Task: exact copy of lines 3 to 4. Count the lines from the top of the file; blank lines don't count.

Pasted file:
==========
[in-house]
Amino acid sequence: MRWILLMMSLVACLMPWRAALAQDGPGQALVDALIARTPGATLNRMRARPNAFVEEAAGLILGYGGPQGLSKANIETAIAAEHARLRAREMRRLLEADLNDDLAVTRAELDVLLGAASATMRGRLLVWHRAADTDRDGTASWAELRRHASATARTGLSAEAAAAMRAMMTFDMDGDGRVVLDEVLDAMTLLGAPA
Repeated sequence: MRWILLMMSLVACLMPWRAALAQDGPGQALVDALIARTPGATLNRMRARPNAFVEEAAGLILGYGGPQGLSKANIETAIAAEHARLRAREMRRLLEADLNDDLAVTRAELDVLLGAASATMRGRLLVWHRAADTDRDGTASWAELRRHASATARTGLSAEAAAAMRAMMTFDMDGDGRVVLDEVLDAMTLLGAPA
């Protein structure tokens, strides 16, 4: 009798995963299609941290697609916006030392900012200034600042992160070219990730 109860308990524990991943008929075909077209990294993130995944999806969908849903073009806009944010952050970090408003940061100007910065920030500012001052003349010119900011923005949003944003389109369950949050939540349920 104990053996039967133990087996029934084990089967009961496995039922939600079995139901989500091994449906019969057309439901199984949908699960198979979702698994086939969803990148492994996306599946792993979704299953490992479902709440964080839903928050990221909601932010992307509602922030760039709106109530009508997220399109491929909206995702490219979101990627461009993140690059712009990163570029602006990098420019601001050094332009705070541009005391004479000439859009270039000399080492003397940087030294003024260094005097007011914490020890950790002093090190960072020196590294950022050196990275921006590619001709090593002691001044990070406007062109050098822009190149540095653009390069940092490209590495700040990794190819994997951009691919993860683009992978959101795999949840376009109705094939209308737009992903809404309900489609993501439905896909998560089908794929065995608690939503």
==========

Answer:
Repeated sequence: MRWILLMMSLVACLMPWRAALAQDGPGQALVDALIARTPGATLNRMRARPNAFVEEAAGLILGYGGPQGLSKANIETAIAAEHARLRAREMRRLLEADLNDDLAVTRAELDVLLGAASATMRGRLLVWHRAADTDRDGTASWAELRRHASATARTGLSAEAAAAMRAMMTFDMDGDGRVVLDEVLDAMTLLGAPA
């Protein structure tokens, strides 16, 4: 009798995963299609941290697609916006030392900012200034600042992160070219990730 109860308990524990991943008929075909077209990294993130995944999806969908849903073009806009944010952050970090408003940061100007910065920030500012001052003349010119900011923005949003944003389109369950949050939540349920 104990053996039967133990087996029934084990089967009961496995039922939600079995139901989500091994449906019969057309439901199984949908699960198979979702698994086939969803990148492994996306599946792993979704299953490992479902709440964080839903928050990221909601932010992307509602922030760039709106109530009508997220399109491929909206995702490219979101990627461009993140690059712009990163570029602006990098420019601001050094332009705070541009005391004479000439859009270039000399080492003397940087030294003024260094005097007011914490020890950790002093090190960072020196590294950022050196990275921006590619001709090593002691001044990070406007062109050098822009190149540095653009390069940092490209590495700040990794190819994997951009691919993860683009992978959101795999949840376009109705094939209308737009992903809404309900489609993501439905896909998560089908794929065995608690939503």